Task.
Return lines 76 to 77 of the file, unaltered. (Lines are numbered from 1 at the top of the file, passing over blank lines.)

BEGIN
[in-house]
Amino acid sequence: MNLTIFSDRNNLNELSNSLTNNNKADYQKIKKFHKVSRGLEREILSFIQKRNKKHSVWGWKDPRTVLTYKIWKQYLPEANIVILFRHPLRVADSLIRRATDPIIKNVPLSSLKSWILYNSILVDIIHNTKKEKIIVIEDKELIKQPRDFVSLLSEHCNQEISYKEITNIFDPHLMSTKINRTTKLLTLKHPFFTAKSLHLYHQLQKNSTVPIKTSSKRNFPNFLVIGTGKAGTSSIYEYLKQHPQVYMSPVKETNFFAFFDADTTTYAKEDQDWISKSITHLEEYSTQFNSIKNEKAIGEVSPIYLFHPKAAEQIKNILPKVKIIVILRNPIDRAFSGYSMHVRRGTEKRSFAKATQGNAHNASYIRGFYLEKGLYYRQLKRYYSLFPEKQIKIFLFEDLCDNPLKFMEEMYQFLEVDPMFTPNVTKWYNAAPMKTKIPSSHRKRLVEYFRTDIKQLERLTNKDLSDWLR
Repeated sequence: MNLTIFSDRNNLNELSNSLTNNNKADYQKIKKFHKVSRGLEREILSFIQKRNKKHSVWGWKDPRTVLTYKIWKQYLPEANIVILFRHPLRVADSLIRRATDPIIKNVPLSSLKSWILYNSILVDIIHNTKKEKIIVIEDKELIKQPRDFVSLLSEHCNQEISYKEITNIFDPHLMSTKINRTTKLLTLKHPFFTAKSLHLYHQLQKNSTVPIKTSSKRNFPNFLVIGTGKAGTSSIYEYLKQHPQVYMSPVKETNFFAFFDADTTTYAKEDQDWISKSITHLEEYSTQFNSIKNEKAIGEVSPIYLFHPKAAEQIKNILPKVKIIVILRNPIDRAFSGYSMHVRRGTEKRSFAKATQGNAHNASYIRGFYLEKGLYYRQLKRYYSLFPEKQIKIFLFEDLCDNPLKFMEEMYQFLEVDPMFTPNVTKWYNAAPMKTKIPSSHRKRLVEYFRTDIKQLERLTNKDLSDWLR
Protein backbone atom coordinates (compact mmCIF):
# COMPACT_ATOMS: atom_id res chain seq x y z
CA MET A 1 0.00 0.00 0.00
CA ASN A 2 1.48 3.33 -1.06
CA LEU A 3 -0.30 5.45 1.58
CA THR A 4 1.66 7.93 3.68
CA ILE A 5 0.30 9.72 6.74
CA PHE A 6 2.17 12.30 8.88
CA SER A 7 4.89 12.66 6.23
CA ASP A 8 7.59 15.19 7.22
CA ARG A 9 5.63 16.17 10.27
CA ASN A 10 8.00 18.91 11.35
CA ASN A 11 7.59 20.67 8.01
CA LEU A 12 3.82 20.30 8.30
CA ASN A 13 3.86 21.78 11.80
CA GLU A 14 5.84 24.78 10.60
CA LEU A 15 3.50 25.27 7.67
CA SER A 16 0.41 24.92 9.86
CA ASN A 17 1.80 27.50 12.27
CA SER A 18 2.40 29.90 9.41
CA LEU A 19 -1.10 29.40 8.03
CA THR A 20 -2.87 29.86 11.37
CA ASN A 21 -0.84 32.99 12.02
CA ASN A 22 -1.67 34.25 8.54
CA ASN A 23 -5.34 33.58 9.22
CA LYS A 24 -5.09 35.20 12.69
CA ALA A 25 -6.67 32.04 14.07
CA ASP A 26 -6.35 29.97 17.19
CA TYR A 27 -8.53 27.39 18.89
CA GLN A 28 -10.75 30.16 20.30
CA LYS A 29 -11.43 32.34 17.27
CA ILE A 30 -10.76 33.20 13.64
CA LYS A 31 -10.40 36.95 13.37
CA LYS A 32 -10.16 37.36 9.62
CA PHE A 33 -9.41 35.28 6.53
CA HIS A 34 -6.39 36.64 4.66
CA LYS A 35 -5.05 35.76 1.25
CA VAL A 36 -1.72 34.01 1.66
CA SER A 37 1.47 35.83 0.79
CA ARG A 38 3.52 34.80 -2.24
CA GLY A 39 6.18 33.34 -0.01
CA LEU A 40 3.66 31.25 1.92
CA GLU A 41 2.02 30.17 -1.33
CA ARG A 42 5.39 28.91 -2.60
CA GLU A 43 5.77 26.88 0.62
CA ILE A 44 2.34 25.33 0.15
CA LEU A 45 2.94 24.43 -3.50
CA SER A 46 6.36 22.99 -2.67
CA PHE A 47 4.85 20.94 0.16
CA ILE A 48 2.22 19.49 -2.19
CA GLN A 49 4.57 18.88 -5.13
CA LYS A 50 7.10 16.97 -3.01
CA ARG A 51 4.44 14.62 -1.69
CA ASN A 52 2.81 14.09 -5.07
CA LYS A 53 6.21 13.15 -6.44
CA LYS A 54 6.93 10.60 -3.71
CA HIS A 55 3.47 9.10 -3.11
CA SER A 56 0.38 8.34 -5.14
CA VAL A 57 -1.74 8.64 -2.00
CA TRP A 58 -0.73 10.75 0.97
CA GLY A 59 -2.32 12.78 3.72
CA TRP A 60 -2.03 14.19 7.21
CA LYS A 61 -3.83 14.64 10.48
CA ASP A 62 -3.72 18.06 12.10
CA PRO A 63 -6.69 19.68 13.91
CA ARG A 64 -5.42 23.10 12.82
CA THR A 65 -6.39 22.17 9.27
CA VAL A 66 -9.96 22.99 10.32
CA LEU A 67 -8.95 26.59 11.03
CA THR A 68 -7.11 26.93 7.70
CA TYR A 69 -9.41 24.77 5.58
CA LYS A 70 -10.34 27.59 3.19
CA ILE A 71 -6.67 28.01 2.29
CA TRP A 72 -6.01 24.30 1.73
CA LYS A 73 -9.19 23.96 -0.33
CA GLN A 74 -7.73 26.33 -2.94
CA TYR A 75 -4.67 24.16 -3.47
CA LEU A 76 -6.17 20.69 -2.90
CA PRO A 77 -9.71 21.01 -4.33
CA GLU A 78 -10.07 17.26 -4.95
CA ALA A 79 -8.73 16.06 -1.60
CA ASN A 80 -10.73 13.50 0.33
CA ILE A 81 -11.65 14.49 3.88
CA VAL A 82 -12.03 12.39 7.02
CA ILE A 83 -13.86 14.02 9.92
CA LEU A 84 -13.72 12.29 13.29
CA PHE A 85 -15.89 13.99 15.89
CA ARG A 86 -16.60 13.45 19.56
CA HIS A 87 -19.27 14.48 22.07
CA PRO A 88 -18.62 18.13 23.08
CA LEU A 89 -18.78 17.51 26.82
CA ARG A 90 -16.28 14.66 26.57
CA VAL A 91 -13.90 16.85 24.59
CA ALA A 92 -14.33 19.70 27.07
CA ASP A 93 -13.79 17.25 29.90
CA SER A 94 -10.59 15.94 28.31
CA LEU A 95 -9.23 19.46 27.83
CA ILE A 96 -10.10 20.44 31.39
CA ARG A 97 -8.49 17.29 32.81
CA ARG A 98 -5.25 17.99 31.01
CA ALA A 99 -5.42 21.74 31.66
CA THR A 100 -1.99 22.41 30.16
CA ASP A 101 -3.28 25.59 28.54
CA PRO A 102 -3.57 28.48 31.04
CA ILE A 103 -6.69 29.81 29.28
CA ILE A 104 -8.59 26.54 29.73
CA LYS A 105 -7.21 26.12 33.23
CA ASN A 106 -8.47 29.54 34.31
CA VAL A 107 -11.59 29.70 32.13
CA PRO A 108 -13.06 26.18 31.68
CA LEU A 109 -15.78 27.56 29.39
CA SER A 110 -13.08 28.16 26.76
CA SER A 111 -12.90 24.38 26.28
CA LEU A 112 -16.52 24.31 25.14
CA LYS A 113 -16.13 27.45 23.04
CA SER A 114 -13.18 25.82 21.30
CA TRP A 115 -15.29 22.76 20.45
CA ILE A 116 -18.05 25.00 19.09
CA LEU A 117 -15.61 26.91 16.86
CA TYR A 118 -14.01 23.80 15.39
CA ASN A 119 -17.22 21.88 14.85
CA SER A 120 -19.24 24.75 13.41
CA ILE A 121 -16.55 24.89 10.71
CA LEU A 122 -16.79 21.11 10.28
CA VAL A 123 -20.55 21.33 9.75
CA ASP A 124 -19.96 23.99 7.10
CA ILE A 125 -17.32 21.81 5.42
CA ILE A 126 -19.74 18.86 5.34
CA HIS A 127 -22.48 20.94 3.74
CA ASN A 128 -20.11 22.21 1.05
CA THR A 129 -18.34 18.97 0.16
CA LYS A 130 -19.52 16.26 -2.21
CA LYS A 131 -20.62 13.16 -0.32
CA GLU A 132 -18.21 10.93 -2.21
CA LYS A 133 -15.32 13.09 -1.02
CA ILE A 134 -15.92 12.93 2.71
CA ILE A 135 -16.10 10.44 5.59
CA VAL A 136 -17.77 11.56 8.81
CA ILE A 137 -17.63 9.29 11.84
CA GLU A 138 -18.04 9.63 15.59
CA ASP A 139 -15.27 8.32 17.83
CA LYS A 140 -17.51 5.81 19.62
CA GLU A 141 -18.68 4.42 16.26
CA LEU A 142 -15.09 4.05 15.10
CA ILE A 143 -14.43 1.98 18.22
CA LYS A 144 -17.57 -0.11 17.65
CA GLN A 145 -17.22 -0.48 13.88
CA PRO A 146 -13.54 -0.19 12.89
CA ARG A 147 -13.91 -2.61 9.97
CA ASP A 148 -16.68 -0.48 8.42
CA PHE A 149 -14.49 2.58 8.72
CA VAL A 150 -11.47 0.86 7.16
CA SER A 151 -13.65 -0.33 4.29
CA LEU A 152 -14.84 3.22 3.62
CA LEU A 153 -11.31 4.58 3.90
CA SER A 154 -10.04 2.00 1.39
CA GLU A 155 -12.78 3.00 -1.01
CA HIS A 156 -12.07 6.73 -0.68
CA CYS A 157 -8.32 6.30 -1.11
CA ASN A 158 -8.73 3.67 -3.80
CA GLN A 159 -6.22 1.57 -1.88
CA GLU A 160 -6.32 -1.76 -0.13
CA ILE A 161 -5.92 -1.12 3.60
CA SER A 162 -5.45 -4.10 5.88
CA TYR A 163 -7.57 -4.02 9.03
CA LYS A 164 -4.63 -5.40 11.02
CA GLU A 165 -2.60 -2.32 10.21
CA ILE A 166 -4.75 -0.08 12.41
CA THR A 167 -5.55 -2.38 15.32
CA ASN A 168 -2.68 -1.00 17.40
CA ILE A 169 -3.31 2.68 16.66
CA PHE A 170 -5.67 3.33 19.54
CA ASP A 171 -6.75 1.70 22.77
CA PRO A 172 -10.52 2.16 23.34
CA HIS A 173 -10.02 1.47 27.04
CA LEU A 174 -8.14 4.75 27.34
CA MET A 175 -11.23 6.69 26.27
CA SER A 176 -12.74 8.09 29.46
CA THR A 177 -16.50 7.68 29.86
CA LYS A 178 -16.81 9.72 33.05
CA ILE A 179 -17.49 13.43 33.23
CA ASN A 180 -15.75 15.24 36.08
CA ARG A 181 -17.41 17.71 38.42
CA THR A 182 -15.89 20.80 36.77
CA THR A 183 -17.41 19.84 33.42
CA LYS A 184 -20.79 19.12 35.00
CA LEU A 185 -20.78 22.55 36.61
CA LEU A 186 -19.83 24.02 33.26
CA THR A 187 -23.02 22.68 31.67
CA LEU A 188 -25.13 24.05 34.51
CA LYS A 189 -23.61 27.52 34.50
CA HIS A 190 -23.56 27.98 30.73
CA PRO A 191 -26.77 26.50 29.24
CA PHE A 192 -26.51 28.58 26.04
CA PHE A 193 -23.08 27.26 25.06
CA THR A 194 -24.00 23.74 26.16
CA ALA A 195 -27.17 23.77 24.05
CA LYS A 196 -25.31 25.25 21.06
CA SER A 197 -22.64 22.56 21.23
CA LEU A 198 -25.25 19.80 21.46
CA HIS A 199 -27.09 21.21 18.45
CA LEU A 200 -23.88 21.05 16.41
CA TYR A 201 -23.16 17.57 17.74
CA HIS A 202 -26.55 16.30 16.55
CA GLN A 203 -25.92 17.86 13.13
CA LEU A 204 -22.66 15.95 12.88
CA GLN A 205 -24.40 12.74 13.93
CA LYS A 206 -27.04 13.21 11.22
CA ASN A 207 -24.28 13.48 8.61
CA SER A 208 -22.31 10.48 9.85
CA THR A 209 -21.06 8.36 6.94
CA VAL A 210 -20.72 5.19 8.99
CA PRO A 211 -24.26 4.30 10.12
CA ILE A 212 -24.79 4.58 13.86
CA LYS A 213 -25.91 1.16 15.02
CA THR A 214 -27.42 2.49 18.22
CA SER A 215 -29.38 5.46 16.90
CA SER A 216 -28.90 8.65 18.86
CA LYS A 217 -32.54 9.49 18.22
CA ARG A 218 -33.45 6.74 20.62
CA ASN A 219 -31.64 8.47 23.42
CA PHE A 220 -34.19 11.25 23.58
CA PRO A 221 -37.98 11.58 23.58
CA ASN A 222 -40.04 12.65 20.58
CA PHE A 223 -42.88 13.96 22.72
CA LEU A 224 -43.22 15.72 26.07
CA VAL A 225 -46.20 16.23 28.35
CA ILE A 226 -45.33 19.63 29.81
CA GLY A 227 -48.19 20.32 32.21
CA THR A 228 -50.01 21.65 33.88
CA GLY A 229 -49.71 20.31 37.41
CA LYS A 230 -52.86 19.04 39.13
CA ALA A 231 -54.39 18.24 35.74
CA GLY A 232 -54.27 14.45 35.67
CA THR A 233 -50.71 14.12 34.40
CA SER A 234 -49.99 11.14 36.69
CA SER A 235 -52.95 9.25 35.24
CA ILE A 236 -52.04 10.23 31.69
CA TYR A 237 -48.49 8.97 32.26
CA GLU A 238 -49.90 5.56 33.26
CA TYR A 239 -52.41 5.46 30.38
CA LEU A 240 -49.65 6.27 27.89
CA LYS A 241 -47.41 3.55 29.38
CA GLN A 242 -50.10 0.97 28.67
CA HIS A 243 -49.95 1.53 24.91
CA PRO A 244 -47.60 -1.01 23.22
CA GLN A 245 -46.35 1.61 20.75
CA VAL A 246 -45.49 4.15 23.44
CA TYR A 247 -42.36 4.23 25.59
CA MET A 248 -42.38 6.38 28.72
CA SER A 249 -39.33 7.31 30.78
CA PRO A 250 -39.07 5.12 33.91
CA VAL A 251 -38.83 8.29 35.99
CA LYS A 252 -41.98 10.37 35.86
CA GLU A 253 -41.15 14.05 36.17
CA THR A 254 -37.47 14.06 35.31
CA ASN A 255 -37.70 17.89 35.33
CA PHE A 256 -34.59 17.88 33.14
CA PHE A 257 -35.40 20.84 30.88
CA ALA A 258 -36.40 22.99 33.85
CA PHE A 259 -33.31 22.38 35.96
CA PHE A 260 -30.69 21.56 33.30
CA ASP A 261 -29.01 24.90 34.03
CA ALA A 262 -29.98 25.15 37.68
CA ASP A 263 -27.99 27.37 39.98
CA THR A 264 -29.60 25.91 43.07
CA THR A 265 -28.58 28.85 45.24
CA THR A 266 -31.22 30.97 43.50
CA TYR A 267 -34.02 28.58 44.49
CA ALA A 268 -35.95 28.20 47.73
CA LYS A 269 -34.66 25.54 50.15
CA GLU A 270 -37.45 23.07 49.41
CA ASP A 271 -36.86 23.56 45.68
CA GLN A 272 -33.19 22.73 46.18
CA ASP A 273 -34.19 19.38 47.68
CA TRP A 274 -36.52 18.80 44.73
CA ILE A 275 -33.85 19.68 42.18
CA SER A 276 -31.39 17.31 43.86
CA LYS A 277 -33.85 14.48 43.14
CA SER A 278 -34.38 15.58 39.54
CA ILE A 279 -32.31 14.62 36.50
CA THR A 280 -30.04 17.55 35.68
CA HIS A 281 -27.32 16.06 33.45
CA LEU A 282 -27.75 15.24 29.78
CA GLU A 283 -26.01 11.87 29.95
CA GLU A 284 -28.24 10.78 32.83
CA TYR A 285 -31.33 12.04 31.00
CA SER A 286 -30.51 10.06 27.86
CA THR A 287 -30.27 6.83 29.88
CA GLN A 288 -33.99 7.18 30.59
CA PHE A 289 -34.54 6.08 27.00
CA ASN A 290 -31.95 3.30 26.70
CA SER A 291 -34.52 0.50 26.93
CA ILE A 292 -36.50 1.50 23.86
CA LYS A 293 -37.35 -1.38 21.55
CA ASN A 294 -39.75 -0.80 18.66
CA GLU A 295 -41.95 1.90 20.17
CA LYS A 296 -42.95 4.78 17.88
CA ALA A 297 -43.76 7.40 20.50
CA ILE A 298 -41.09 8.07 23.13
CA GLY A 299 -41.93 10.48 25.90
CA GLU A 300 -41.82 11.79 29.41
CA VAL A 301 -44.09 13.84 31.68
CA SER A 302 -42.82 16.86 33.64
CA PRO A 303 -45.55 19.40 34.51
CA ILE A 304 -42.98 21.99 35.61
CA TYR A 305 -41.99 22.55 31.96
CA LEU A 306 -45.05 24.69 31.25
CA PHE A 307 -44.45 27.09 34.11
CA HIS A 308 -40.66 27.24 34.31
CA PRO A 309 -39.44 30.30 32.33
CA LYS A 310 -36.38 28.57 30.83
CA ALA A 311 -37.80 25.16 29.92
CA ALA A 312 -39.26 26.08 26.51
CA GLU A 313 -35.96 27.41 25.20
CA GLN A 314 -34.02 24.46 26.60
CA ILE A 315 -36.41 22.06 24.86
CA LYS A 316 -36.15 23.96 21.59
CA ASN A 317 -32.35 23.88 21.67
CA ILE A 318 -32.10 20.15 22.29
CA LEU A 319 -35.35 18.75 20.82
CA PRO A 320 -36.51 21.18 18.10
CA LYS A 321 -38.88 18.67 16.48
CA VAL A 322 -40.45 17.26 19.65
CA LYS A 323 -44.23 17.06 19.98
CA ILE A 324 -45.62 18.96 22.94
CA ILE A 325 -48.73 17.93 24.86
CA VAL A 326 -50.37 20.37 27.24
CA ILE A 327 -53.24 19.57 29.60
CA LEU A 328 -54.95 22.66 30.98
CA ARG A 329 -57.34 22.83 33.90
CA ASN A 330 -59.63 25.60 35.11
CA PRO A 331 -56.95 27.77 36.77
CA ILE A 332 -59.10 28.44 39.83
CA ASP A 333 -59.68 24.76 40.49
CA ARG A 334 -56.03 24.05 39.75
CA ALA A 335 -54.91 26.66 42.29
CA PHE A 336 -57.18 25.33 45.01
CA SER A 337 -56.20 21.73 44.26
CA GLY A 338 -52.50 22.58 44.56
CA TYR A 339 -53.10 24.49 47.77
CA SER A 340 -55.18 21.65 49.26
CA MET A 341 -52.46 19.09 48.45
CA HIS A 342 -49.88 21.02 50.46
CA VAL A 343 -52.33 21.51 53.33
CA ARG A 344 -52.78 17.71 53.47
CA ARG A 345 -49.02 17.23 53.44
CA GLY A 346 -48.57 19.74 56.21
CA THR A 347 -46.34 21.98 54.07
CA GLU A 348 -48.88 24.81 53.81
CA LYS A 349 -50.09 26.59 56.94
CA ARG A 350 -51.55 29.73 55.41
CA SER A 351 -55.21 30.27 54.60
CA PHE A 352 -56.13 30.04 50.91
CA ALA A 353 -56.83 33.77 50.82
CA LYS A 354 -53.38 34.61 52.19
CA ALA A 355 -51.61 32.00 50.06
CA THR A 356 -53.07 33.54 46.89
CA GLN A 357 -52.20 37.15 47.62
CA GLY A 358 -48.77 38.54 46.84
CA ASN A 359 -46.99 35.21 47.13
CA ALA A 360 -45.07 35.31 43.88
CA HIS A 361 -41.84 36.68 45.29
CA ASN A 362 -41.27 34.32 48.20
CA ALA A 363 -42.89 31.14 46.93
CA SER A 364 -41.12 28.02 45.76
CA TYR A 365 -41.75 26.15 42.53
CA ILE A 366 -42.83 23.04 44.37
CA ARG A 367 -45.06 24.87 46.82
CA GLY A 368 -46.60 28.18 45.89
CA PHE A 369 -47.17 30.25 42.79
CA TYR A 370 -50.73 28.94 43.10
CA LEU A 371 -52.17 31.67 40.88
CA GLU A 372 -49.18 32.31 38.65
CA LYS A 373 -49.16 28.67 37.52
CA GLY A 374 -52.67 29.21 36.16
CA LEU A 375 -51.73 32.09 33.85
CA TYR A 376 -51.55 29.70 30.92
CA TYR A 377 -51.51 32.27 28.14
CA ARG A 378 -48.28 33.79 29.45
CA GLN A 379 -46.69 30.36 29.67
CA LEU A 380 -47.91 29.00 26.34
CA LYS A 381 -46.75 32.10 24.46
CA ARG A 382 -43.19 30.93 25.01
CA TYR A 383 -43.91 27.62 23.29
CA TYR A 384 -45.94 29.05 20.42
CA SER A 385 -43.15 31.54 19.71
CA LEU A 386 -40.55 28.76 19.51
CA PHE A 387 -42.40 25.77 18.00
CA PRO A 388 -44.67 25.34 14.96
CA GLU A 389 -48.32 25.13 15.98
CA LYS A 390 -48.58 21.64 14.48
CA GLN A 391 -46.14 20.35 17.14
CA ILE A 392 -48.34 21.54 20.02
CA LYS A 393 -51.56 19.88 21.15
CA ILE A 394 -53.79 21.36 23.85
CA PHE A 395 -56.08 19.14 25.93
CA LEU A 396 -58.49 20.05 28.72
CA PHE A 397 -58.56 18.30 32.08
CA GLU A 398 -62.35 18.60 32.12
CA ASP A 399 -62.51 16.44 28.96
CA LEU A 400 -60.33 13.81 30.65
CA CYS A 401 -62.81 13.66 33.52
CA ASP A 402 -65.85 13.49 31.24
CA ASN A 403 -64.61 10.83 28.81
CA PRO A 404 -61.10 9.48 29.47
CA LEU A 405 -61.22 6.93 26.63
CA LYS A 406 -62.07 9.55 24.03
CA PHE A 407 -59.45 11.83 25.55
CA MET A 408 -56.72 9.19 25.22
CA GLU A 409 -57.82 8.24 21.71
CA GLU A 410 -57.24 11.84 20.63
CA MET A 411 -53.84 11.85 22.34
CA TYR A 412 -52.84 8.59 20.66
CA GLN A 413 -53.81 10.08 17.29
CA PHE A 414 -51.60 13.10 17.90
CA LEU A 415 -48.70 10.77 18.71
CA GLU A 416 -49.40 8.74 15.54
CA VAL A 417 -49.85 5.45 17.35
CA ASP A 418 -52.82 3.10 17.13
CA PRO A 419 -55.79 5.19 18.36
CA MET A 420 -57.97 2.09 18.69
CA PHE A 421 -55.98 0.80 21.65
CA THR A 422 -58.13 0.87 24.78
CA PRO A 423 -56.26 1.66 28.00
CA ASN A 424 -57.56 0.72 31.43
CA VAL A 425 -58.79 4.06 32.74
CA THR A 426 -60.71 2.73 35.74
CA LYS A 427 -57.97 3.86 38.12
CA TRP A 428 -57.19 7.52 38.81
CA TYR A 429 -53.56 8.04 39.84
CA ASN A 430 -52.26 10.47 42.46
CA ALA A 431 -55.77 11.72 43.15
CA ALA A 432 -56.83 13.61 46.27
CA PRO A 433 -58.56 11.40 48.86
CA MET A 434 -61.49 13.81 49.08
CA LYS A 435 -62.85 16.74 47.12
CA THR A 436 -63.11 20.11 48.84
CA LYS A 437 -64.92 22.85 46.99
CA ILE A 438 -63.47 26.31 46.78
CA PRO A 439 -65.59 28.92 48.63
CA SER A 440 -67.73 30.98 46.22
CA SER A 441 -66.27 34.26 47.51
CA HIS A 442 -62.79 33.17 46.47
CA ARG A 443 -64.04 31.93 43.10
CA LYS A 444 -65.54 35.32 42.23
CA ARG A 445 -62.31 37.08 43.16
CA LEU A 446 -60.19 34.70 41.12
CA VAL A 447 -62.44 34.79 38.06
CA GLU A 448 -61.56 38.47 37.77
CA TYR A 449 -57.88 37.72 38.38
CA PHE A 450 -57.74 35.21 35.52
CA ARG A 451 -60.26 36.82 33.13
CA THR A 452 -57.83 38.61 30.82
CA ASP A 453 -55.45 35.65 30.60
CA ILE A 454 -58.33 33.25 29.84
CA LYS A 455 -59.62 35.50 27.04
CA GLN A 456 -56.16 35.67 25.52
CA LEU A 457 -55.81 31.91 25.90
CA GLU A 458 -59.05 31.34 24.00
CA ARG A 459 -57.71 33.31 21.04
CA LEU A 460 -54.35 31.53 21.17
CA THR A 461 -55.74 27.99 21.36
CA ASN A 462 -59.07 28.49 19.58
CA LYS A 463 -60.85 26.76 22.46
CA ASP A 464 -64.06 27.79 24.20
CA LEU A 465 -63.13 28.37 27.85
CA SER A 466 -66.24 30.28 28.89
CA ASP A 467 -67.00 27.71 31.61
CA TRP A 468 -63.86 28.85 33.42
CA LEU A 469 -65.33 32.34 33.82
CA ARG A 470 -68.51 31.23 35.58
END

CA ILE A 71 -6.67 28.01 2.29
CA TRP A 72 -6.01 24.30 1.73